Eighty-four per cent of Ghanaian voters said their voting decisions, to a large extent, were influenced by the candidate’s ability to use personal resources to help other people, a study has revealed.
The study, published by the Centre for Democratic Development (CDD) Ghana, also found that the respondents also attributed their voting decision to the candidate’s ability to provide development projects in the constituency.
“These findings show that voters’ voting intent is not based on the competence of the candidate to perform the core mandate of Members of Parliament, but the ability of the MPs to provide development projects to the constituents,” it said.
The study, dubbed: “No poor Policy Brief: A Study of Voter Expectations of MPs in Ghanaian Constituencies with High Incidence of Poverty,” was launched in Accra by Alhaji Mohammed Mubarak Muntaka, the Majority Chief Whip of Parliament.
It is part of the “The No poor Project: Enhancing Knowledge for Renewed Policies against Poverty,” from 2012 to 2017 and is being implemented in Ghana, Senegal, South Africa and Madagascar, among other countries.
The study was carried out in November 2012, ahead of the 2012 general election in 10 constituencies including Agona East, Central; Odododiodio, Akwatia, Evalue-Gwira, Tain, Bunkpurugu, Builsa and Lawra.
The policy brief examines expectations, preferences and behaviour of Ghanaian voters towards their MPs during elections.
The study revealed that 44 per cent of Ghanaian voters were very much interested in public affairs, with 59 per cent actively participating in community meetings.
According to the study, in spite of the active nature of Ghanaian adults in public affairs, Ghanaians appeared to have very limited knowledge and understanding of the core functions and responsibilities of MPs.
The study, therefore, recommended that the National Commission for Civic Education and civil society organisations appreciate the role of MPs, issues on elections and accountability and above all the civic and political rights of citizens.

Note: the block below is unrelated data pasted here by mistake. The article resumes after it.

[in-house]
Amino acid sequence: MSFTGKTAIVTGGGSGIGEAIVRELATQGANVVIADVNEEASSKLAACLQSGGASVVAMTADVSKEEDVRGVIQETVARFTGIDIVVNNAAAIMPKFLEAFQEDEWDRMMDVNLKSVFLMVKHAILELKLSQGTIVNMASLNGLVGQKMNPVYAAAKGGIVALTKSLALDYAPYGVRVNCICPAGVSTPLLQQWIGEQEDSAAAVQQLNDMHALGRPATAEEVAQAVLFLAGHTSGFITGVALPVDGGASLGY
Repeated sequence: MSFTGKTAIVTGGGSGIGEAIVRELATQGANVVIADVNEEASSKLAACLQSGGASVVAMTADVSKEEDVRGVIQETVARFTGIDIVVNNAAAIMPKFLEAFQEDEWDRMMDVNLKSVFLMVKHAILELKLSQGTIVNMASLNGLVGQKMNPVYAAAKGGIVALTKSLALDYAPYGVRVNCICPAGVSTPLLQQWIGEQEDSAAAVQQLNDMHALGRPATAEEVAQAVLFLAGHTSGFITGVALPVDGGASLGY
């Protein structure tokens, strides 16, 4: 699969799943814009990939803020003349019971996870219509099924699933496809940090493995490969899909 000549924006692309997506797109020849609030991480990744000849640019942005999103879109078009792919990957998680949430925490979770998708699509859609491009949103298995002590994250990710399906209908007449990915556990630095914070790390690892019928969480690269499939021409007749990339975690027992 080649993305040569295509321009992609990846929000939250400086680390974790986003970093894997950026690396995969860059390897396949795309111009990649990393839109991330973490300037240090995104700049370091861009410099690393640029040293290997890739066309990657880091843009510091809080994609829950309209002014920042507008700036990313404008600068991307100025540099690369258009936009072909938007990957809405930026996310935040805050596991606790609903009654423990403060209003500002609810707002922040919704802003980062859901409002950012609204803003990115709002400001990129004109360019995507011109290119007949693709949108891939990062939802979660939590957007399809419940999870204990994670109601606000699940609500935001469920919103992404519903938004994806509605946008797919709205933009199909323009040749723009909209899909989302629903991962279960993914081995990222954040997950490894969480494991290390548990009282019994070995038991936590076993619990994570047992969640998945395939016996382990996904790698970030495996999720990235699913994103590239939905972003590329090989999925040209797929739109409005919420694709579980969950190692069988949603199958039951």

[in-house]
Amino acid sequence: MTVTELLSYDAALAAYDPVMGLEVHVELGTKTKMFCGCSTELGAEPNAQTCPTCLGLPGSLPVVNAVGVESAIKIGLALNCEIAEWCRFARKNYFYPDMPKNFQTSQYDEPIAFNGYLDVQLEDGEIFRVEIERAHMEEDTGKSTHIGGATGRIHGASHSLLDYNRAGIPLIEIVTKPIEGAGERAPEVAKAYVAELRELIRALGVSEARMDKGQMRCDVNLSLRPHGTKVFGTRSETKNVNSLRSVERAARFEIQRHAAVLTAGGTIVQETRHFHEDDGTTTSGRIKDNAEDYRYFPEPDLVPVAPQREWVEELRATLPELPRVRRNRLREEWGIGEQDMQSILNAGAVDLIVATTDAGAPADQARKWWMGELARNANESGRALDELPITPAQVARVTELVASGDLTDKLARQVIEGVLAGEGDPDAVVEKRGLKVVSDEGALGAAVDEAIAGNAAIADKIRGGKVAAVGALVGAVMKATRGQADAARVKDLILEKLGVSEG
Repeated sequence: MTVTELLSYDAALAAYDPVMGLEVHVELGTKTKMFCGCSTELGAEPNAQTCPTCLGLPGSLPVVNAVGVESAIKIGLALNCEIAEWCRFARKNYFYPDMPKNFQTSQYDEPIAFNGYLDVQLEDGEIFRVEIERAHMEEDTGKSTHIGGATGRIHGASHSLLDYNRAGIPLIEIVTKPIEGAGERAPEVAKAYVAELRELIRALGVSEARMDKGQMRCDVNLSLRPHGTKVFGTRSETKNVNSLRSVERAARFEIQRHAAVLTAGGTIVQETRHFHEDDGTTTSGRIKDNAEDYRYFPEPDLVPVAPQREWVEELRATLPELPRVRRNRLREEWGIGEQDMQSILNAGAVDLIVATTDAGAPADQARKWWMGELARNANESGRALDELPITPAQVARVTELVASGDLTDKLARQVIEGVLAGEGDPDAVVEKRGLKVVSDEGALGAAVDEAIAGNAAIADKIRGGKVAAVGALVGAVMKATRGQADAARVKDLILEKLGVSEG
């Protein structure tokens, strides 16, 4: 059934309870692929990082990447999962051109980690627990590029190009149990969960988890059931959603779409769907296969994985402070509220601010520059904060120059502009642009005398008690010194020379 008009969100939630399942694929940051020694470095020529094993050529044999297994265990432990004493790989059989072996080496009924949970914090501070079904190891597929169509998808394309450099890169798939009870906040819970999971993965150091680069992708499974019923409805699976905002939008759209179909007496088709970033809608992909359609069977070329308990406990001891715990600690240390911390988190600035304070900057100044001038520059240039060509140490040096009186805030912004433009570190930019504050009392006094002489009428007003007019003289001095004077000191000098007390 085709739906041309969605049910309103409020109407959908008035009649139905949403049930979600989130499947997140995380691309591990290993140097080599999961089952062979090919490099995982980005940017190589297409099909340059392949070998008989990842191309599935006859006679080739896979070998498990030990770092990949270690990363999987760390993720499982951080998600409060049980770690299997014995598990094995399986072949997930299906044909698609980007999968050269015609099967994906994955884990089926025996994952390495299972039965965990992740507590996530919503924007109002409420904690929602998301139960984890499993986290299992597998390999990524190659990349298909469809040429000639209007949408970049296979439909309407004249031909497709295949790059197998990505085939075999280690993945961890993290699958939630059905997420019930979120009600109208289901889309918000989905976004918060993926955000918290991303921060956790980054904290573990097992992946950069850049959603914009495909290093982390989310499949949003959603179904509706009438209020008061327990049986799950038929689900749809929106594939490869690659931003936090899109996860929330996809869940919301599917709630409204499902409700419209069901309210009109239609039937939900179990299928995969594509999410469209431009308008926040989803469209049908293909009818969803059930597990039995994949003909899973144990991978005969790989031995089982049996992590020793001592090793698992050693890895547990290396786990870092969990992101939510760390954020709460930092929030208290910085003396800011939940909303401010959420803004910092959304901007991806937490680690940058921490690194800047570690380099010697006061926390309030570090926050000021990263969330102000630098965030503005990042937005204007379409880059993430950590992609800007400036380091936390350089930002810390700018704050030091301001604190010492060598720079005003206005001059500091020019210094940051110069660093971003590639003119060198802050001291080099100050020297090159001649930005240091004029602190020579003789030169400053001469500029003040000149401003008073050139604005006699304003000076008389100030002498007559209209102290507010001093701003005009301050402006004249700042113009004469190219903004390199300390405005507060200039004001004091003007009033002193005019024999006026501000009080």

Alhaji Muntaka commended CDD Ghana for coming out with the research findings.
He said what was alarming in the report was the whopping 28 per cent of Ghanaian voters who thought that that their MPs had a responsibility to directly support individuals monetarily for instance in paying loans, school fees and giving gifts.
He said due to such demands by constituents on the MPs, experienced hands often opted out of parliamentary elections.
He said so far only two MPs who entered Parliament in 1993 were still serving while those for 1997 were 10.
Madam Regina Tetteh, the Senior Programme Officer, CDD-Ghana, who gave an overview of the study, described the project as timely as Ghana prepares for another crucial election on November 7.
She said it was important that key stakeholders get access to this feedback from voters in order to develop educational materials to sensitise them.
Professor Emmanuel Gyimah-Boadi, the Executive Director of CDD-Ghana, said the findings would provide policy makers and relevant stakeholders with a broad understanding of poverty and foster the development of new policies for addressing poverty.